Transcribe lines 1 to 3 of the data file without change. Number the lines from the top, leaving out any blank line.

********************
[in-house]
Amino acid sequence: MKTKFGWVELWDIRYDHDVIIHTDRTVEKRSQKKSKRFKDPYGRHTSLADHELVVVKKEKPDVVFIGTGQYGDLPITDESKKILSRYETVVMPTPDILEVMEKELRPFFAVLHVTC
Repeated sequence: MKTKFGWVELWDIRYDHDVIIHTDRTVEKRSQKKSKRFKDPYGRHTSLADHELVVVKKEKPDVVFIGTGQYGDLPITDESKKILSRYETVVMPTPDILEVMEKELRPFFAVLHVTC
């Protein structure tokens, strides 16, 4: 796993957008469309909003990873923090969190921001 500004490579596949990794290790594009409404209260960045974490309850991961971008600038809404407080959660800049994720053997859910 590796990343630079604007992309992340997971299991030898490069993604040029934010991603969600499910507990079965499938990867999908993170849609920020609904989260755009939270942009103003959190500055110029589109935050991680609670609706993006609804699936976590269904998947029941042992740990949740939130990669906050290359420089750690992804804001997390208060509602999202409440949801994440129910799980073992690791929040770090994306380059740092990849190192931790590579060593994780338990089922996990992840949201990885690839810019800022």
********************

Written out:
[in-house]
Amino acid sequence: MKTKFGWVELWDIRYDHDVIIHTDRTVEKRSQKKSKRFKDPYGRHTSLADHELVVVKKEKPDVVFIGTGQYGDLPITDESKKILSRYETVVMPTPDILEVMEKELRPFFAVLHVTC
Repeated sequence: MKTKFGWVELWDIRYDHDVIIHTDRTVEKRSQKKSKRFKDPYGRHTSLADHELVVVKKEKPDVVFIGTGQYGDLPITDESKKILSRYETVVMPTPDILEVMEKELRPFFAVLHVTC